Conditions

Meningitis

Meningitis

Meningitis is an infection that causes tissues round the brain and spinal cord to become swollen, reducing blood flow to the brain, and in its most severe form – bacterial meningitis – it is an extremely dangerous, potentially life threatening condition that can lead to septicaemia (blood poisoning) and needs to be treated immediately.

The less severe form, viral meningitis, isn’t life threatening and children generally make a full recovery. So what’s the difference between these two forms of meningitis, how do you know which type your child has, and what should you do?

Anyone can get either form of meningitis, but babies and young children are more at risk because their immune systems aren’t fully developed. It’s passed through contact with the bodily fluids of someone infected, much like a cold.

Viral meningitis is the less severe strain and also the most common, with around 30,000 reported cases in England and Wales every year. The symptoms include fever, shivering, headache, being sick, feeling tired, sleepy or confused, blotchy skin and increased sensitivity to light. There may also be a stiff or aching neck and in babies the fontanel (that soft little spot in the middle of the head) may appear swollen. It’ll take a couple of weeks for the body to fight off viral meningitis and the condition doesn’t always need treatment.

The other form, bacterial meningitis, is very serious and according to the Meningitis Trust, one in 10 cases prove fatal. Quick treatment is therefore vital. The most common cause is a bacteria called meningococcus, which can be spread by someone infected coughing or sneezing. Many people carry the bacteria yet aren’t affected.

The symptoms of bacterial meningitis are similar to those of viral meningitis, but in addition there may be pain across the body and a rash or blotchy marks on the skin which look like bruises. When you roll a glass over these marks, they won’t fade as ordinary spots would. The symptoms can appear within just a few hours, and if your child shows any of them, particularly marks on the skin, get them to a medical expert immediately. If it is untreated there is a danger that blood poisoning will leave irreparable damage. It may even prove fatal.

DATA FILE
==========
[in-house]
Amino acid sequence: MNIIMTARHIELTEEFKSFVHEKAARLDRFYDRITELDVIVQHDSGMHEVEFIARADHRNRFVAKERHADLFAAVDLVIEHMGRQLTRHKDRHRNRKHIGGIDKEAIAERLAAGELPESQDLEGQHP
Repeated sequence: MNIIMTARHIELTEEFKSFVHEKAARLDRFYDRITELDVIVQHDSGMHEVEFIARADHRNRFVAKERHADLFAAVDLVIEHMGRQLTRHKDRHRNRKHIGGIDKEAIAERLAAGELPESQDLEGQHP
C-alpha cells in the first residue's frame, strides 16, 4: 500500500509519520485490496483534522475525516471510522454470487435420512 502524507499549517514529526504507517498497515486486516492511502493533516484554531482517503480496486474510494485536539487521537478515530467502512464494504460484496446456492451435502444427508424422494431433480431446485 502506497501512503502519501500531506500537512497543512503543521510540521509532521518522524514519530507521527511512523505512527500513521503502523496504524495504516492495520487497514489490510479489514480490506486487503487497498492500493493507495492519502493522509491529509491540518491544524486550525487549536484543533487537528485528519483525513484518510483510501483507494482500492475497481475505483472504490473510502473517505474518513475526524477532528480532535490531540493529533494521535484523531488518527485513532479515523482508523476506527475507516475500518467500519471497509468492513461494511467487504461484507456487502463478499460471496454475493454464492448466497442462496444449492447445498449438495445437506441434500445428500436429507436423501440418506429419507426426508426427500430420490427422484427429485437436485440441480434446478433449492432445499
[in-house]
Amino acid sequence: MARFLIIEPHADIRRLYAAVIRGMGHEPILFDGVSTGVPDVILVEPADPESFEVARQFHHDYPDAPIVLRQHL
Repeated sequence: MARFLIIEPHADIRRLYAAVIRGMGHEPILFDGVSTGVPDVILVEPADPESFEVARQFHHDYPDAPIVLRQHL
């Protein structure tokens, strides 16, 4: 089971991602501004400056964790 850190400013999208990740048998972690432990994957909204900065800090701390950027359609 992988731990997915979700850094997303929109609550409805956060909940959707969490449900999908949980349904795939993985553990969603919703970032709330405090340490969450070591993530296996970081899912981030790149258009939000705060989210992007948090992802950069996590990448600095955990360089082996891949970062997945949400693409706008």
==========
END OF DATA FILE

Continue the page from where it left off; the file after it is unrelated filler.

With proper, quick treatment, kids should make a full recovery, but the safest way to protect against viral and bacterial meningitis is to make sure your child gets the meningitis vaccine in the first few months of life. Your doctor or health visitor will be able to tell you more.

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my daughter had tb meningist on the brain,it very rare,she,s ok but needs 24 hour care now





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Hello, I've had a meningitis since the age of 5 which was affected. My deafness occurred has to damaged nerve and other part of the inner ear. So my hearing loss happened at the age of 8 and I have find quite a lot of improve by over the years and now I felt about my hearing has gained for sensing many boundaries. So I'm doing all researching these days since 2007 and wanted to know from the ear specialist to whether improvement or developments. I'm just feeling little better over years past now so and wanted to get your advice.





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My 6 year old son has not ever had meningitis, luckily. He does however often present with the exact same rash that doesn't disappear. I ALWAYS take him to see a doctor as soon as the rash appears, we end up being admitted to the hospital for tests and observation and everytime we are told it is a viral rash. I would love to know why my son viral rash ALWAYS presents itself as the meningitis rash? It's so frightening because even though it's always been a viral rash, it's always in the back of my mind that it could be meningitis!





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my little boy had meningitis we went hospital with hight temp and flu like bug so at 1st we was told just a bug till 4 hours after waitting in the kids waitting ward a rash come out then we was told he had it and they cought it befor it could do harm him just a week in hosp and he was lucky we know how luckey we are to have takein him to hospital wean we did





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hello my mum is 36,she had a brother who died from meningitis,im not sure if it was bacterial or normal but my mum was only 2 then.I felt quite bad for her because her brother,who was called Matthew,was only a few weeks old and i haven't seen any pictures of him.





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Content supplied by NHS Choices

Meningitis is an infection of the meninges, protective membranes that surround the brain and spinal cord. Infection can cause the meninges to become inflamed and swell, which can damage the nerves and brain. Read More »